The Chevrolet Camaro is a "pony car" made in North America by the Chevrolet Motor Division of General Motors. It was introduced on 29 September 1966 the start of the 1967 model year and was designed as a competing model to the Ford Mustang. The car shared the platform and major components with the Pontiac Firebird, also introduced in 1967. Four distinct generations of the car were produced before production ended in 2002. A new Camaro is expected to roll off assembly lines in 2009.
Though the car's name was contrived with no meaning, GM researchers reportedly found the word in a French dictionary as a slang term for "friend" or "companion." In some automotive periodicals before official release, it was code-named "Panther," however, the project designation for the Camaro was XP-836 and some early GM photos show the final Camaro body labeled "Chaparral". Automotive press asked Chevrolet product managers "What is a Camaro?", and they were told it was "a small, vicious animal that eats Mustangs". The name conveniently fit Chevrolet's "C" naming structure that included Corvair, Chevelle, Chevy II, and Corvette.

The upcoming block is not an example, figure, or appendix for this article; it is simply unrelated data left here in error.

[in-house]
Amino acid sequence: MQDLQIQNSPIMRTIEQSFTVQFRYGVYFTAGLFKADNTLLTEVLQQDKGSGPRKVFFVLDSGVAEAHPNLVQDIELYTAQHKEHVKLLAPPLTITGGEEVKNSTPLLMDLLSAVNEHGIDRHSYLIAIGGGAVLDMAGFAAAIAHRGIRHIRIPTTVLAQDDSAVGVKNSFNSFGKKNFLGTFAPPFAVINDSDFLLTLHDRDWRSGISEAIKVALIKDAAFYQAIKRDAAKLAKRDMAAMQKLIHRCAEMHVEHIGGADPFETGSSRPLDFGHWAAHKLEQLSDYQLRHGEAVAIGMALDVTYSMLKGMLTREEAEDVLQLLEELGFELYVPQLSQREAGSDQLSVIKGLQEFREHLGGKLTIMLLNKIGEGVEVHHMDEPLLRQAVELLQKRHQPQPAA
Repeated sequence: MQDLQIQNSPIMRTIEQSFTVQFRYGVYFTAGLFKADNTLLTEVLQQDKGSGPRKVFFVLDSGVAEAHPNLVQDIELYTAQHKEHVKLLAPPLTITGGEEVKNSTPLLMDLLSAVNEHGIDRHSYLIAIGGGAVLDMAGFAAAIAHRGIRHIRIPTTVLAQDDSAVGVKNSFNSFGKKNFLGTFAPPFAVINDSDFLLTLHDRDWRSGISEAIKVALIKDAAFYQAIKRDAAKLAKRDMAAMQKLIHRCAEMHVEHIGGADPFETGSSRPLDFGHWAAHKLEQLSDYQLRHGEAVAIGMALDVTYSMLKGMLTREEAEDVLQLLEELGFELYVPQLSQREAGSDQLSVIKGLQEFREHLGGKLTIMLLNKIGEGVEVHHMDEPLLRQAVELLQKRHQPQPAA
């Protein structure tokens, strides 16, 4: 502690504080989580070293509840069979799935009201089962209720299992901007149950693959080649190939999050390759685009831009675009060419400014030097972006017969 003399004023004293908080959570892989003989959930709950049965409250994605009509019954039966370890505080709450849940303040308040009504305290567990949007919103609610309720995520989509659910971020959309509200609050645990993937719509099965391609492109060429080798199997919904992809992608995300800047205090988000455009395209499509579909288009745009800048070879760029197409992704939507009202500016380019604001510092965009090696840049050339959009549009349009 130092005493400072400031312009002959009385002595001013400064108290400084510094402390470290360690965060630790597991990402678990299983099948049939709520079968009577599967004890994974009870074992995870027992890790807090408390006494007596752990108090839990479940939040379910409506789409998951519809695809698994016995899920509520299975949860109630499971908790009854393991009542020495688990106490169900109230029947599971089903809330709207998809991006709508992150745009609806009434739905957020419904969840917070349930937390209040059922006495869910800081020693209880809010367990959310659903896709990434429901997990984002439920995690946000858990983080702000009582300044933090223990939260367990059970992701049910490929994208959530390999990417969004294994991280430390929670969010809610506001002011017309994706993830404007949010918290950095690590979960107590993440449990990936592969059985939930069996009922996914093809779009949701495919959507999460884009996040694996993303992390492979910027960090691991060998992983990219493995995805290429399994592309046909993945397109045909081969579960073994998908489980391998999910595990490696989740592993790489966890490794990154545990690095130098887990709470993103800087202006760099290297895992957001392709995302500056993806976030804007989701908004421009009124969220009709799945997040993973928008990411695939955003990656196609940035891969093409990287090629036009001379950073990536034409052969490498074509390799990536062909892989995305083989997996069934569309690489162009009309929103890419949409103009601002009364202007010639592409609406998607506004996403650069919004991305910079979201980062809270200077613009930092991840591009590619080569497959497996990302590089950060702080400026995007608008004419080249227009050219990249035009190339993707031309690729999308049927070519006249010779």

On 9 January, 2006, the first official word regarding a fifth-generation Camaro from General Motors came at the 2006 North American International Auto Show, where the 2006 Camaro Concept was released. The concept is powered by the 400 hp LS2 V8 and equipped with the T-56 six-speed manual transmission. GM also showed the 2007 Camaro Convertible Concept on 6 January, 2007 at the 2007 North American International Auto Show. The Camaro will be offered with both V6 and V8 engines, and have available automatic and manual transmissions. Pricing has not been officially announced yet, however, GM has stated that it will be competitive with the Ford Mustang.